Journey to the East

Easter celebration in Ukraine

0703121244_file.jpgtraditions2.jpg  Easter holidays in Ukraine were rich in numerous rituals and traditions dating back to pagan times. Such elements included cookies baking, eggs dying, spring games and dances, purifying rituals. Even now, if you walk the streets of Kiev, Ukrainian towns or villages one day before Easter, you will see numerous people carrying baskets with something inside covered by embroidered towels (rushnyks).

Ukrainians got ready for the Easter a week before it: they cooked eggs and colored them, cooked sausages, baked cookies and special paska (sweet Easter bread). Easter dishes hallowed in the church were considered to be strong magical and medical items. Hallowed poppy-flowers were taken to cattle-shed to protect it from witches, hallowed lard was used to cure cows, and hallowed bread was a medicine for sore throat.

Thursday before the Easter was called “Pure Thursday”. That day Ukrainian people cleaned horses and pigs and washed themselves. In the evening women brought lit candles from the church and burnt crosses on the door and ceiling.

In the night before Sunday fires were burnt near the church or on the hills. Each village family had to give wooden logs for the fires. Young men were responsible for the fires, so that they burnt the whole night through.

For the Easter Ukrainians wore their best clothes, went outside and greeted each other, “Christ has arisen” and replied “Truly arisen!”, gave each other dyed eggs. It was popular game for children to take eggs and check whose egg was stronger by beating them one against another. A child whose egg was stronger, took the rival’s egg.

Young men played in “Tower game”. Four men stood on the shoulders of five strong men, then three men climbed higher, then too and then one. Multilevel tower didn’t stand, but moved and danced. During the last day of Easter holidays Ukrainian peasants took each other by hands and went round the church singing ritual songs.

Certain Easter rituals were connected with souls of ancestors. One week after the Easter Ukrainians go to the cemetery, bring eggs and other foods there, have dinner on the tombs. These days they also give food to poor people. Another Ukrainian ritual was to throw egg shells into rivers to inform underground people that Easter came.


Margarita’s interview.

My group had an interview with Margarita Kutskaya. She told us about 22 of June, the beginning of WWII. Also she told us about her neighbor – Clara, who was killed in Babiy Yar.  

When WWII began Margarita was 15, 5 years old. She had two brothers, one of them was older than she and another was 7 years only. Her father was shot as an enemy of nation, so they lived with mother only. Her mother got a ticket to a health centre and on 22 of June she had to go. Though war began at 4 in the morning, nobody knew that until twelve o’clock, so her mother gone to the railway station. Margarita thought that everything is fine with her mother and with friends and youngest brother gone to the cinema on Kreshatik. They didn’t know that all Kreshatik and all the centre of Kiev was mine-strewn. Also Margarita didn’t know that her mother didn’t go to the health center that morning, but she had to go with people who were evacuated: like artists, writers and intellectual people. Margarita’s mother came back home, she wanted to bring children with her, but they were in a cinema, so she had to leave Kiev without them. Margarita didn’t see her mom about 1, 5 month but finally she came back.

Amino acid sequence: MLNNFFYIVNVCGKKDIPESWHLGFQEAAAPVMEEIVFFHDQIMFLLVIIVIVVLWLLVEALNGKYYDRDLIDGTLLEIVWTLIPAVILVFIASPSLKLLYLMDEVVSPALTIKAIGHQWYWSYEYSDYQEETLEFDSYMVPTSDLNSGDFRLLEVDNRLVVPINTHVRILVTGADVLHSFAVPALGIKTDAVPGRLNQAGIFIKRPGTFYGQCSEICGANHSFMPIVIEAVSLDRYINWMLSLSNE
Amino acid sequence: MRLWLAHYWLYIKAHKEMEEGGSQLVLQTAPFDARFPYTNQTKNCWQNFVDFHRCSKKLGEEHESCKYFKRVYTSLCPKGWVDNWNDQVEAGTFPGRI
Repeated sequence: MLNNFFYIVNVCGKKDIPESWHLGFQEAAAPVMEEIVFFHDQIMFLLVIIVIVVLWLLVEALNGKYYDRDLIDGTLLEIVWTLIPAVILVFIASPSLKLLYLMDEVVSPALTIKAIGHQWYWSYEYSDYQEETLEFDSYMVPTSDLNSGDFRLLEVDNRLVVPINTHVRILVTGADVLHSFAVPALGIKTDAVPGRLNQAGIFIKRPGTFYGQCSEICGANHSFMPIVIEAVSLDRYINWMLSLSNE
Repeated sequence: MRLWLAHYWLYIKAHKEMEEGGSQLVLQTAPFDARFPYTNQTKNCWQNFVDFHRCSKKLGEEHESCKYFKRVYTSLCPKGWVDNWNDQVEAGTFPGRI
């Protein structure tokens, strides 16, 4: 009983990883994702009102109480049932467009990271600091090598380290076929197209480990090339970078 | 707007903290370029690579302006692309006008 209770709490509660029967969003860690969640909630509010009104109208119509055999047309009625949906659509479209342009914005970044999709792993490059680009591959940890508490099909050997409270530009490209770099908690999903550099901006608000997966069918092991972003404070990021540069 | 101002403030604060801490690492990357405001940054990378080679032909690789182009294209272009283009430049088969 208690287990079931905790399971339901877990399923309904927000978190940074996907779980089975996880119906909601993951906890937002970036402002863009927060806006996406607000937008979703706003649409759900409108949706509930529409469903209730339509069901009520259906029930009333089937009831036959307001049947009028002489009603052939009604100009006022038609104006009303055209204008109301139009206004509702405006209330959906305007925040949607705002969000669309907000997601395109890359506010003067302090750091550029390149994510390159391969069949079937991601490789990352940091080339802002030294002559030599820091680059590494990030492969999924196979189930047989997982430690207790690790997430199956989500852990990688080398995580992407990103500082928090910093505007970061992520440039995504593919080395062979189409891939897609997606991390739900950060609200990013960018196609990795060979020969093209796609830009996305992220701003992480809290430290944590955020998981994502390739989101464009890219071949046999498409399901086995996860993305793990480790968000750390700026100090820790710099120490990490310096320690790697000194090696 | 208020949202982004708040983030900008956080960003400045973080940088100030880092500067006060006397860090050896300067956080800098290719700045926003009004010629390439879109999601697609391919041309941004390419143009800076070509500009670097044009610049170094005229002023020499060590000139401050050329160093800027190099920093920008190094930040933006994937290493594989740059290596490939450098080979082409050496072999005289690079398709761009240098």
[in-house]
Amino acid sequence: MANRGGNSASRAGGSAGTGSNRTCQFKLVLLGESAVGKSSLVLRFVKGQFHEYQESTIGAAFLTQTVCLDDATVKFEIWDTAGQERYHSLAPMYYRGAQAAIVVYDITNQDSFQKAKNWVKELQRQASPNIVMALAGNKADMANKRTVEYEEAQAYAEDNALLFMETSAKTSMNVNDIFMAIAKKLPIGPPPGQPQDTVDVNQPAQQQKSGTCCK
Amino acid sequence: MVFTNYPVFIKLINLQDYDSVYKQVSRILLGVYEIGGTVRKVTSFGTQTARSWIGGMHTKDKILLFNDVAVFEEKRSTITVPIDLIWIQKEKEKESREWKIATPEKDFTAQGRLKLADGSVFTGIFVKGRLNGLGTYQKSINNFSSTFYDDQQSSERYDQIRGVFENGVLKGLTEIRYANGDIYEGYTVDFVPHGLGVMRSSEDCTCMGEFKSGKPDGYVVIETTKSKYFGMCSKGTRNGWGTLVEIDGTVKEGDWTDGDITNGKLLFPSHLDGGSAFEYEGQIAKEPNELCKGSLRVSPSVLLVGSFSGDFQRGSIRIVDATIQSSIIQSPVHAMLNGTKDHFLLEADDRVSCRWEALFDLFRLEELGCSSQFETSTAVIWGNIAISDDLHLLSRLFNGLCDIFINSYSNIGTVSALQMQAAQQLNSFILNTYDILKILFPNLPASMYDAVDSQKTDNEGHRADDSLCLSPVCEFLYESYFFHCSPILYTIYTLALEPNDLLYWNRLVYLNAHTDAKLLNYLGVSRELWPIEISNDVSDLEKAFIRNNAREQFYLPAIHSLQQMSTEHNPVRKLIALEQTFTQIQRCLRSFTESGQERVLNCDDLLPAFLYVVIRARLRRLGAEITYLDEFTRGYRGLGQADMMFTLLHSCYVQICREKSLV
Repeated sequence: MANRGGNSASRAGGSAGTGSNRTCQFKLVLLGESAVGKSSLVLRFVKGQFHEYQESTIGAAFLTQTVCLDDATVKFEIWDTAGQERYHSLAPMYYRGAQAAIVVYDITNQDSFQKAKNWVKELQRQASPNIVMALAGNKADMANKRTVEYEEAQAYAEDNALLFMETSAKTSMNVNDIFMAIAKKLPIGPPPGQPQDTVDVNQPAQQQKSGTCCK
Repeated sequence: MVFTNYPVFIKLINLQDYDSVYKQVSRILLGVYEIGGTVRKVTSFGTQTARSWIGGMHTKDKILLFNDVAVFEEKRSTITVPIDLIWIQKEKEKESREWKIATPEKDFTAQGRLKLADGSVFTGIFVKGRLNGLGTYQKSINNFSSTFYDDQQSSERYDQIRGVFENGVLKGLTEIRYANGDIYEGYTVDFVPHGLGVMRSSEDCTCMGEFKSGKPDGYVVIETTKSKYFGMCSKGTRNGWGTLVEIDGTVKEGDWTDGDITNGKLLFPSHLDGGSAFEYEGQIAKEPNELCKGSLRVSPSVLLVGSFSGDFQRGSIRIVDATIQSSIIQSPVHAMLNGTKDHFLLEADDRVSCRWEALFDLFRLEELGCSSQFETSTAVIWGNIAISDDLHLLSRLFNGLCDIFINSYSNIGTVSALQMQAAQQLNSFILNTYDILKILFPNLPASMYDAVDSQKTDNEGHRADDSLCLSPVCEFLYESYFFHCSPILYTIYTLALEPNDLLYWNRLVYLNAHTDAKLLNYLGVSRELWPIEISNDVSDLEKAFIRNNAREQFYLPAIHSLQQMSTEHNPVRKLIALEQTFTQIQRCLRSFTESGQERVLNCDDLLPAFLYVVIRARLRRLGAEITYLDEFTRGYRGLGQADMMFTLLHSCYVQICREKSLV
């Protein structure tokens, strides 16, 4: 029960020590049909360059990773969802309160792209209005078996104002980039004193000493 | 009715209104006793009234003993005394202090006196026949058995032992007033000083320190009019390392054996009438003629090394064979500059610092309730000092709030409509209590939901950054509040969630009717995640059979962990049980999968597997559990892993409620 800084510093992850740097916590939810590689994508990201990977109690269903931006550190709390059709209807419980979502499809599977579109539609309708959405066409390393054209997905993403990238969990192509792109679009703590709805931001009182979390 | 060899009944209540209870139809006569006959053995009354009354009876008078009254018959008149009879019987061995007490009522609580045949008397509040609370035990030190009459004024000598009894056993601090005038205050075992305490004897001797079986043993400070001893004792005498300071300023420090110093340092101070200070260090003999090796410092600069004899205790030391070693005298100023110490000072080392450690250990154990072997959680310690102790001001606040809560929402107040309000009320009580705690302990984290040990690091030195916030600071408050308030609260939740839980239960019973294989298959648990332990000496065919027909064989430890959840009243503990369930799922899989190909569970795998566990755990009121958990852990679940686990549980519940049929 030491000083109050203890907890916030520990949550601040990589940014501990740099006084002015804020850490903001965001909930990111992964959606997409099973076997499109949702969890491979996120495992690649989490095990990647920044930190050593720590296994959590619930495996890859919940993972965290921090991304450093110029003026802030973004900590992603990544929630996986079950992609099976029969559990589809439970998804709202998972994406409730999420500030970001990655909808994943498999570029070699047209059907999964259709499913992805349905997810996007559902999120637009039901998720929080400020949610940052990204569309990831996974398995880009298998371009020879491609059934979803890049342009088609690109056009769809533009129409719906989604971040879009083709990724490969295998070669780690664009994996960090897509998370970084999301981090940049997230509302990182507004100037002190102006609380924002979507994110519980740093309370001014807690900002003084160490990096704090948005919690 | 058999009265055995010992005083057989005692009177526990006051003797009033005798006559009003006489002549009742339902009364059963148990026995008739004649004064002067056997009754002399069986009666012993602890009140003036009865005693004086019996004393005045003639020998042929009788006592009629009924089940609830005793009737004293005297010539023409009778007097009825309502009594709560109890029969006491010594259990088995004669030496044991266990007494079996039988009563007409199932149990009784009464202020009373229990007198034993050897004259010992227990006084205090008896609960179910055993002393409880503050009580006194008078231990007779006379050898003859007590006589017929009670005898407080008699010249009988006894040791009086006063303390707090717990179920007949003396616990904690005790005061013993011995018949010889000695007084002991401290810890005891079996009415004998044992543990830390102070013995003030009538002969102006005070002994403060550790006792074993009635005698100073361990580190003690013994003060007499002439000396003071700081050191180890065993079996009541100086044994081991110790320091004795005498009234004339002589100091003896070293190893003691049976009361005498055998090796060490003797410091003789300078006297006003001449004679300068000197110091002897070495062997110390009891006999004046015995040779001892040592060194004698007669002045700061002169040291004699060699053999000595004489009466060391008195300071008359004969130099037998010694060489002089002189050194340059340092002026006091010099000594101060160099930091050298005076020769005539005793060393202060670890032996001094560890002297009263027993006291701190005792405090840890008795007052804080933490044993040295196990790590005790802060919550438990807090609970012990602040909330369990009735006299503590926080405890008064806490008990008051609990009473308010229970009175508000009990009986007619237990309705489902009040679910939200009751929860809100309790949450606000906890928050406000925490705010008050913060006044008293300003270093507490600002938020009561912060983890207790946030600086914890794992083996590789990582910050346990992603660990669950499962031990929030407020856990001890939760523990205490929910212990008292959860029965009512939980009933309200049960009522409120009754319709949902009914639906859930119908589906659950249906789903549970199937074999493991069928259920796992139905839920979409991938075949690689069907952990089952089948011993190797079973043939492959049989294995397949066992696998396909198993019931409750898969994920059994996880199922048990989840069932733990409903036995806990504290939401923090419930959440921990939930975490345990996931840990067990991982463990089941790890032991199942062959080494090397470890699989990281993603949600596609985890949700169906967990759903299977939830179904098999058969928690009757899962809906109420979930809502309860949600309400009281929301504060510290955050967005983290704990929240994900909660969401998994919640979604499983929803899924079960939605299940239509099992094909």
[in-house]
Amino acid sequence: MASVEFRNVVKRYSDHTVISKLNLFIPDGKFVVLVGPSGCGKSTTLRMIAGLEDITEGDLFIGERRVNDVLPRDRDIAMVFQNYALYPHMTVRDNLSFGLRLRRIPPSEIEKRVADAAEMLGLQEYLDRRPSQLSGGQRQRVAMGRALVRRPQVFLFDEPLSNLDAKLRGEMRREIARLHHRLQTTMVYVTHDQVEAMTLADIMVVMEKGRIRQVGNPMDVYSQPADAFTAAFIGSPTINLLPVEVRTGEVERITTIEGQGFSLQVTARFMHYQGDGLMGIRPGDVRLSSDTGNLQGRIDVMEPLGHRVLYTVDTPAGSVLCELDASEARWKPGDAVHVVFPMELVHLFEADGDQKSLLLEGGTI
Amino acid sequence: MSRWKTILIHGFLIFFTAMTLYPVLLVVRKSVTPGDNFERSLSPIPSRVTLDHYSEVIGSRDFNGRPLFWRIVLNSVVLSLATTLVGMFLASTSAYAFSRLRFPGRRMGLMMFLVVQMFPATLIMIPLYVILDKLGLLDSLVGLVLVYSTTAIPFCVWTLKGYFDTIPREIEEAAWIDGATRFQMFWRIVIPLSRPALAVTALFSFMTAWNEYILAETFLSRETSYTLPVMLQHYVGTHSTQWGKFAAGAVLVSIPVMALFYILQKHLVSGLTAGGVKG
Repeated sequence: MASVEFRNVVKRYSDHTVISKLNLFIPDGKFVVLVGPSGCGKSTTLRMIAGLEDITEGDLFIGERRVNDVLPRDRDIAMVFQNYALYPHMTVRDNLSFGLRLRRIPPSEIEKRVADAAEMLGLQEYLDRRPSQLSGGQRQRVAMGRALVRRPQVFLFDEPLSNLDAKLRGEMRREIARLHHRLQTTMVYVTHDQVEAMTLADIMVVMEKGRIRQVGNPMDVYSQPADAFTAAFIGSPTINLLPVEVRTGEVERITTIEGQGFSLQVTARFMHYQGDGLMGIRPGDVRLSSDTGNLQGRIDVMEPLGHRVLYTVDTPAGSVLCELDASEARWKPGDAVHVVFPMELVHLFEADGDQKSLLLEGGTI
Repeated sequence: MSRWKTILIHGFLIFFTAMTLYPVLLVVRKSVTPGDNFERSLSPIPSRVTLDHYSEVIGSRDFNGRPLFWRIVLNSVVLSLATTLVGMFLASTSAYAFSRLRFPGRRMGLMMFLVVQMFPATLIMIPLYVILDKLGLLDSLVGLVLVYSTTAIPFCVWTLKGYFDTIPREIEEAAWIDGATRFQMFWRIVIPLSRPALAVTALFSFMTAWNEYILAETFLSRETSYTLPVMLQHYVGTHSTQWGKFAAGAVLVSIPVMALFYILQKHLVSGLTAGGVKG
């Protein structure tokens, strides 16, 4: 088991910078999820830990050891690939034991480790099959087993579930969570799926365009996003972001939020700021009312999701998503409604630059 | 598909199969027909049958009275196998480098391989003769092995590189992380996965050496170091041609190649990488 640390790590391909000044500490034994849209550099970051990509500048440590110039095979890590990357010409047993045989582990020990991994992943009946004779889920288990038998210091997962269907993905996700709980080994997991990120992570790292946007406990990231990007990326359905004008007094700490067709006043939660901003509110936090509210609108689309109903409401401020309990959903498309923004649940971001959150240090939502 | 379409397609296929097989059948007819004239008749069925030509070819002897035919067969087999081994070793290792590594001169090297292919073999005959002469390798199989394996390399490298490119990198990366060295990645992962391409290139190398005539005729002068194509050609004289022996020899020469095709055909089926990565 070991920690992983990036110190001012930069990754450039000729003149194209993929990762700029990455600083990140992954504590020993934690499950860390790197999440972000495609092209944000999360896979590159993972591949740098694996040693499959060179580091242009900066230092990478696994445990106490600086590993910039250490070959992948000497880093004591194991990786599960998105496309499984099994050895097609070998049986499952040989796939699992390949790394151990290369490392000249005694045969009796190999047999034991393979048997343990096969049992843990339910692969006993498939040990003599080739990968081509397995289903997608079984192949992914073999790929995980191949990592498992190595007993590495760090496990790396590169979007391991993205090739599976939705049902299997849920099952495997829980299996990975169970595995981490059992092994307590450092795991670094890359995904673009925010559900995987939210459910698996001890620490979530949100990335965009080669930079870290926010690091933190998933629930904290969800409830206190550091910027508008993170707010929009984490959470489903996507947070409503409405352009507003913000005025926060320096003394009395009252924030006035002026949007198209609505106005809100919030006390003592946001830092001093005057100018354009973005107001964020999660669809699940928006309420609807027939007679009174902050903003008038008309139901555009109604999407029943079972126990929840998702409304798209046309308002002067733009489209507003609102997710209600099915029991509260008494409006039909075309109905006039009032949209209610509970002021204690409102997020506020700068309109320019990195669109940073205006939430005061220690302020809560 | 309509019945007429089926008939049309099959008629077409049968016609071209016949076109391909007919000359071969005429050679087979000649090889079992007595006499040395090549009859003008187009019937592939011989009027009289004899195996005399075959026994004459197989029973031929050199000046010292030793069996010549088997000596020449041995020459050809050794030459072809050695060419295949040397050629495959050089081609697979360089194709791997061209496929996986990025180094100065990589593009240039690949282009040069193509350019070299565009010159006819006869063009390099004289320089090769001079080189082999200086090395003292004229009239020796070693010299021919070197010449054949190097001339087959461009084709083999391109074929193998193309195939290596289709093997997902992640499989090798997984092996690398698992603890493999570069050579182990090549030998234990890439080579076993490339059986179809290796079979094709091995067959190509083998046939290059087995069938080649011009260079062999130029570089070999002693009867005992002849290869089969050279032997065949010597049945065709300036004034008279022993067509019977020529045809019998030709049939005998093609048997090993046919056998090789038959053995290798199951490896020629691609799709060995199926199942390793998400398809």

On 19 of September Margarita saw Germans for the first time. She said they were well dressed and all had machine carbine. Also she told that nobody was afraid and several people even had flowers for them. That’s why when on 29 of September appeared announcements where was told that all Jews must come to the Babiy Yar with jewels and clothes, nobody believed that all that Jews would be killed. Margaritas neighbor Clara, a Jewess, and her sun Boris went there. Margarita wanted to see her off, so she went with Clara. All her way to Babiy Yar Clara was crying just like she could predict that she would die there. When they were almost there Margarita realized that something was wrong. Clara was a little bit ahead and Margarita wanted to overtake her but security guard didn’t let her go farther. That moment she realized that Clara never came back but could do nothing. She was very scared that moment, but later she understood that security guard saved her life.   

Now Margarita is 81, 5 years old. When she was talking about that it was so emotional, but I didn’t feel any pain or bitterness in her voice. She is happy that she survived and still appreciated to that security guard.

Farewell to an ancient minority in Central Asia.

Jews are leaving Uzbekistan. Several years ago streets of Samarkand’s of Jewish Mahalla (the place where Jewish lived) were crowded. Now almost everywhere along the streets you’ll sings “For Sale” or “Desperate To Sell Now”. It looks like exodus. 

Yuri Yusupov, who married a Jewess, says that in five years there will be no Jews in Samarkand. Yuri teals that his brother and his children leaved Samarkand for US, and soon, he hopes, he’ll move there too. They lives in his wife’s old house which was build about 90 years ago. His wife remembers that time when there were many Jews and many wedding were celebrated among them.  

Many of them leaved because of militant groups like the Taliban and the Islamic Movement of Uzbekistan. It was not safety any more. There was a threat of making Uzbekistan a Moslem country. The government tried to control the situation but without any big changes. The second reason is not quite good life standards. The average wage there is about $60 per month.